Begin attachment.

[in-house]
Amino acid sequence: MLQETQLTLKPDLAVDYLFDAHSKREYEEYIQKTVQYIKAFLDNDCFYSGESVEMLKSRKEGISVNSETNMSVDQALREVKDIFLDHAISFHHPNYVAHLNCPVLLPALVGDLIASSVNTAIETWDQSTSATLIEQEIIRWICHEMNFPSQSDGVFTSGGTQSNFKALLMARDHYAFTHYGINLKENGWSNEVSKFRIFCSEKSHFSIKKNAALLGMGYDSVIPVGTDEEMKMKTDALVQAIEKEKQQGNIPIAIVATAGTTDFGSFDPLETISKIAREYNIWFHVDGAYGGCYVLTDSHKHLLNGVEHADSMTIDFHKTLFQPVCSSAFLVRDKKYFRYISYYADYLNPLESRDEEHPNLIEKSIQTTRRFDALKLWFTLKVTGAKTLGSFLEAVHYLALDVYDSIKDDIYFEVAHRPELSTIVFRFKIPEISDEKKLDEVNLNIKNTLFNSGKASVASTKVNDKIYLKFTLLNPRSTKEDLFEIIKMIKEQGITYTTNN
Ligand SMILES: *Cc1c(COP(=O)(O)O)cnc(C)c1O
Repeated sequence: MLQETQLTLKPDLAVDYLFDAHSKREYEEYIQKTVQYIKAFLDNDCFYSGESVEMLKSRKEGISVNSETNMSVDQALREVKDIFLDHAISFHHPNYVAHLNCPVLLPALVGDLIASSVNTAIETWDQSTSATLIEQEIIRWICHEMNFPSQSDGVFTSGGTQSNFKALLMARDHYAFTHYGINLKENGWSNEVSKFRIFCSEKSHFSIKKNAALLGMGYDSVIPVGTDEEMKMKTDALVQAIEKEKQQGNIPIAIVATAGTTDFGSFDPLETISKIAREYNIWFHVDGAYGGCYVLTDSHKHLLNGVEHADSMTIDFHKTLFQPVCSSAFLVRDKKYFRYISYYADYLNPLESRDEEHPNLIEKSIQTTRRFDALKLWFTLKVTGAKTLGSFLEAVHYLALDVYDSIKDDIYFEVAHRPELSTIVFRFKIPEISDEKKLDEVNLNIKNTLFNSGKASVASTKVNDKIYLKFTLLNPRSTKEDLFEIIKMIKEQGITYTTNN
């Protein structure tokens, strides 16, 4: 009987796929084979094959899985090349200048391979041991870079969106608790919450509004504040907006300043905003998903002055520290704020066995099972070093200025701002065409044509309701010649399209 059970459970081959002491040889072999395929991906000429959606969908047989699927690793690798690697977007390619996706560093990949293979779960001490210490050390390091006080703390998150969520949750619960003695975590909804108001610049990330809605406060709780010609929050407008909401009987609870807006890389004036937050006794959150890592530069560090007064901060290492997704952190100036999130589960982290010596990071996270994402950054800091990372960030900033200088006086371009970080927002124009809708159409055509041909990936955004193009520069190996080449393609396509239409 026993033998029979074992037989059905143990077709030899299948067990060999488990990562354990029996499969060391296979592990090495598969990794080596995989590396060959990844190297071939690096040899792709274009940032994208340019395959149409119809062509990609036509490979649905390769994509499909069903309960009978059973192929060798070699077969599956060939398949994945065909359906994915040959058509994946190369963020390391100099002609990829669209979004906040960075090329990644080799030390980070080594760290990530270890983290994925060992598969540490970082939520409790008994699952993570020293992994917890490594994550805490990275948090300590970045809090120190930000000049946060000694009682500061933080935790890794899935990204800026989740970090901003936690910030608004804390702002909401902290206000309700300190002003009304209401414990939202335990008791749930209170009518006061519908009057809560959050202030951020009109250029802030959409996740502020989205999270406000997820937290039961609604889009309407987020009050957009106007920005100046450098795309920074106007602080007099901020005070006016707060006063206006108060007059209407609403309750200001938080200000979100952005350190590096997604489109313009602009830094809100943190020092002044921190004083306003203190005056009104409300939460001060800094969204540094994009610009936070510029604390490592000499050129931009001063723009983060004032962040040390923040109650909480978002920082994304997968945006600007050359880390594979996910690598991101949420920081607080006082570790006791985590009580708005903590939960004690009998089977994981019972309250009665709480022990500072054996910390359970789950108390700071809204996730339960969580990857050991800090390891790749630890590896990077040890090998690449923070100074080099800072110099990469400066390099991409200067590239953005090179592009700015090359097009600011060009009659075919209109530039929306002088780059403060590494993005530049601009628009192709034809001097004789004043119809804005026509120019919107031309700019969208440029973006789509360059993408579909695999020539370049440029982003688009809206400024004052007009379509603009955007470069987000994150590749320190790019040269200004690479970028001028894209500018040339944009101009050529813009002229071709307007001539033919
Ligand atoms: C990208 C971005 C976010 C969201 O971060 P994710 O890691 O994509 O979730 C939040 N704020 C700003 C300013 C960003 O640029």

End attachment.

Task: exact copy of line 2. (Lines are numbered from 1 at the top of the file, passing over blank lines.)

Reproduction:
Amino acid sequence: MLQETQLTLKPDLAVDYLFDAHSKREYEEYIQKTVQYIKAFLDNDCFYSGESVEMLKSRKEGISVNSETNMSVDQALREVKDIFLDHAISFHHPNYVAHLNCPVLLPALVGDLIASSVNTAIETWDQSTSATLIEQEIIRWICHEMNFPSQSDGVFTSGGTQSNFKALLMARDHYAFTHYGINLKENGWSNEVSKFRIFCSEKSHFSIKKNAALLGMGYDSVIPVGTDEEMKMKTDALVQAIEKEKQQGNIPIAIVATAGTTDFGSFDPLETISKIAREYNIWFHVDGAYGGCYVLTDSHKHLLNGVEHADSMTIDFHKTLFQPVCSSAFLVRDKKYFRYISYYADYLNPLESRDEEHPNLIEKSIQTTRRFDALKLWFTLKVTGAKTLGSFLEAVHYLALDVYDSIKDDIYFEVAHRPELSTIVFRFKIPEISDEKKLDEVNLNIKNTLFNSGKASVASTKVNDKIYLKFTLLNPRSTKEDLFEIIKMIKEQGITYTTNN